Eastern Michigan student Zoe Piliafas spent the winter semester wearing a burka, the heavy, concealing garment characteristic of women under the Taliban in Afghanistan. She kept a daily journal of her experiences and received independent study credit. "It felt like no one wanted to be near me." This is how Eastern Michigan student Zoe Piliafas summed up her winter semester. Her new isolation wasn't the result of being a bad or unpleasant person. It was simply because she was -- at least, for this semester -- different. To her professors and her classmates, she was not Zoe, an outgoing and outspoken student. She was Zhooda, a student with a soft Middle Eastern accent who wore a burka (sometimes spelled burqa or burkha), the heavy, concealing garment that became known to most Americans only when the media turned it into a symbol of the repression of women under the Taliban in Afghanistan.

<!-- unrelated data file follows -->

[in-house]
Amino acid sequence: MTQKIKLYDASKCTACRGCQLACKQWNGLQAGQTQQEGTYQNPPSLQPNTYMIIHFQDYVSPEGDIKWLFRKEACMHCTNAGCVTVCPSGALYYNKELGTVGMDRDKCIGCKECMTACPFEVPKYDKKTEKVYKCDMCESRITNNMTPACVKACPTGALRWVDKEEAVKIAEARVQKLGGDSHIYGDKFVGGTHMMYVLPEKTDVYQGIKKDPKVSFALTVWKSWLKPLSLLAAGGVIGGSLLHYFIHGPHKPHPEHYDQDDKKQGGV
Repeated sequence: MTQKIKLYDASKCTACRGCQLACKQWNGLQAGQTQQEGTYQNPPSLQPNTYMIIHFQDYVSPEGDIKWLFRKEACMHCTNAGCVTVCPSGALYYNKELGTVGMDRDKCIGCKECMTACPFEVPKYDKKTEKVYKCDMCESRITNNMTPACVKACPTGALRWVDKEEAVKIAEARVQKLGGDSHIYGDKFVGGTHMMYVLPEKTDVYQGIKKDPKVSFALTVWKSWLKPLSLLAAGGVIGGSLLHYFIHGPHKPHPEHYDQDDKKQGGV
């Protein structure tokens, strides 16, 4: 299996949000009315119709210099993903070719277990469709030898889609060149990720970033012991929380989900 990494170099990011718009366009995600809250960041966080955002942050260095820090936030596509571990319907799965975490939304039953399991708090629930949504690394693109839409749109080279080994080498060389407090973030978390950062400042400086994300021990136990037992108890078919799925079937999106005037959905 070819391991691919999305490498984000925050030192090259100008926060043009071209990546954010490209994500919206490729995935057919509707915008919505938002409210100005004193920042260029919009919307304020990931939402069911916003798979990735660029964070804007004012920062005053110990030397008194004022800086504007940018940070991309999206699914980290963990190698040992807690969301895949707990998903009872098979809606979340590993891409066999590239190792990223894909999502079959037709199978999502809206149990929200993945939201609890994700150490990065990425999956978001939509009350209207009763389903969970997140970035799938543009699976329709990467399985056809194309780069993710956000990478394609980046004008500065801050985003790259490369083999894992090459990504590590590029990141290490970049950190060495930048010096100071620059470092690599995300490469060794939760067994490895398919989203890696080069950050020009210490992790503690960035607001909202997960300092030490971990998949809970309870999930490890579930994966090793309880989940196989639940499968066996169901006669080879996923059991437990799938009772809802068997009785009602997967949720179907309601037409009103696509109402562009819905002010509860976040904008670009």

"You're not seeing the body of a female," Piliafas said. "You're seeing a garment that represents female." Under the supervision of political science professors Elaine Martin and James Ivers, Piliafas received independent study credit for wearing the burka the entire winter semester. "Zoe kept a daily journal of her experiences," Martin said. "She met with me several times throughout the semester, wrote and conducted an e-mail survey for students and professors and turned in a final paper summing up the experience. She received one credit hour." "I thought about this for probably three years," Piliafas said. "At first I had really strong judgment on it, and I thought, 'Well, what is this? Why would a woman have to cover herself from head to toe to stop someone else from looking at her?'
"I thought by telling a woman that she needs to be covered up, we're telling her that she's basically unworthy," she said. "But I don't think that's how Muslims view it. I think they view it as one so worthy that she can't be looked upon." (MORE)